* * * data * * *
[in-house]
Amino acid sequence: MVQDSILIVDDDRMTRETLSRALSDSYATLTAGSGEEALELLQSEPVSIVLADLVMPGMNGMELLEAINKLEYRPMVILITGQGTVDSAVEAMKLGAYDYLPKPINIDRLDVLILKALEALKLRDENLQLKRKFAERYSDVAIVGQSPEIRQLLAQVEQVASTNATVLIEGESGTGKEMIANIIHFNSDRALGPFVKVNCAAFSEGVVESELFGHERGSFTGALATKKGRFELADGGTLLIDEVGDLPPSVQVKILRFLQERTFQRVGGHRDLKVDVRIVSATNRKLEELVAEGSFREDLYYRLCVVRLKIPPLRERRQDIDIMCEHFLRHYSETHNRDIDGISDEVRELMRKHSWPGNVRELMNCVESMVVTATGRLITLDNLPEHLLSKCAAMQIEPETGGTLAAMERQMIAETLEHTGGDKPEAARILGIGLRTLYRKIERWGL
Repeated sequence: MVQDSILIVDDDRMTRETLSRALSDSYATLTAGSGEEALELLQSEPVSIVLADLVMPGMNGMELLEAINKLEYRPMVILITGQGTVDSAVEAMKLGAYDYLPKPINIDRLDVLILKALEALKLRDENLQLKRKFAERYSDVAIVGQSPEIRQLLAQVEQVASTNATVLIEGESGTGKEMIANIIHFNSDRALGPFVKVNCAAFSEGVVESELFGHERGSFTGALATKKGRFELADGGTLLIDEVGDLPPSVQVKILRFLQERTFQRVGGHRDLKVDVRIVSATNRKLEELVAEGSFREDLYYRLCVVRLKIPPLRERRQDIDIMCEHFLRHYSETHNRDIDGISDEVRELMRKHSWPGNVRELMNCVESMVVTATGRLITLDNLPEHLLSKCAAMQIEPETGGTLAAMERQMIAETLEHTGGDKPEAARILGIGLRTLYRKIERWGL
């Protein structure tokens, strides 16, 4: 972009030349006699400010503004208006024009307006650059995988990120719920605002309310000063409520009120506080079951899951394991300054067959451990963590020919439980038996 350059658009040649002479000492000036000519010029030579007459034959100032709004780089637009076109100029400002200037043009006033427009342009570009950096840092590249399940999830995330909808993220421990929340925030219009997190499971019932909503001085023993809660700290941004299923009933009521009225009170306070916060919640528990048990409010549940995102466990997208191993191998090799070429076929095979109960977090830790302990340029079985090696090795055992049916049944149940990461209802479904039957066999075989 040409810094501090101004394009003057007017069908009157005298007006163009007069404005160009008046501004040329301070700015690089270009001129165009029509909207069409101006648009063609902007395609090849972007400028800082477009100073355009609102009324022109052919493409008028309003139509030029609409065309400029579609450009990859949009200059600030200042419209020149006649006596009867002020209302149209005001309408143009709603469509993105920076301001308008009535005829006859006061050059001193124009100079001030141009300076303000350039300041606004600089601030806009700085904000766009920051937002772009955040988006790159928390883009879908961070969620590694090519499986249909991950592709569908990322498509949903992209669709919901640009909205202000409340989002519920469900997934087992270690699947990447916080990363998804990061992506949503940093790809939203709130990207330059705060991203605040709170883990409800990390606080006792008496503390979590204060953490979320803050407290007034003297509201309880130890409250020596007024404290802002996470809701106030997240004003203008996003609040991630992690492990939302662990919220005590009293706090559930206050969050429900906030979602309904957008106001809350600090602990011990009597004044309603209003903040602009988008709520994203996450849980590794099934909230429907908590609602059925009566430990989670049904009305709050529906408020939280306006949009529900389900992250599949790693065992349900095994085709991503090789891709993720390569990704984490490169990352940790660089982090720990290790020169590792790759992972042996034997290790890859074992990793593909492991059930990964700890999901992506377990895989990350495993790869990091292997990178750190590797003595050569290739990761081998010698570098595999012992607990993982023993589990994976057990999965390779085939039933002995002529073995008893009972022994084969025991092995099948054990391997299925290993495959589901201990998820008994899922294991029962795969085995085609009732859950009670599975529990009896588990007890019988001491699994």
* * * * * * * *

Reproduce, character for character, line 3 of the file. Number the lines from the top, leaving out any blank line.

Repeated sequence: MVQDSILIVDDDRMTRETLSRALSDSYATLTAGSGEEALELLQSEPVSIVLADLVMPGMNGMELLEAINKLEYRPMVILITGQGTVDSAVEAMKLGAYDYLPKPINIDRLDVLILKALEALKLRDENLQLKRKFAERYSDVAIVGQSPEIRQLLAQVEQVASTNATVLIEGESGTGKEMIANIIHFNSDRALGPFVKVNCAAFSEGVVESELFGHERGSFTGALATKKGRFELADGGTLLIDEVGDLPPSVQVKILRFLQERTFQRVGGHRDLKVDVRIVSATNRKLEELVAEGSFREDLYYRLCVVRLKIPPLRERRQDIDIMCEHFLRHYSETHNRDIDGISDEVRELMRKHSWPGNVRELMNCVESMVVTATGRLITLDNLPEHLLSKCAAMQIEPETGGTLAAMERQMIAETLEHTGGDKPEAARILGIGLRTLYRKIERWGL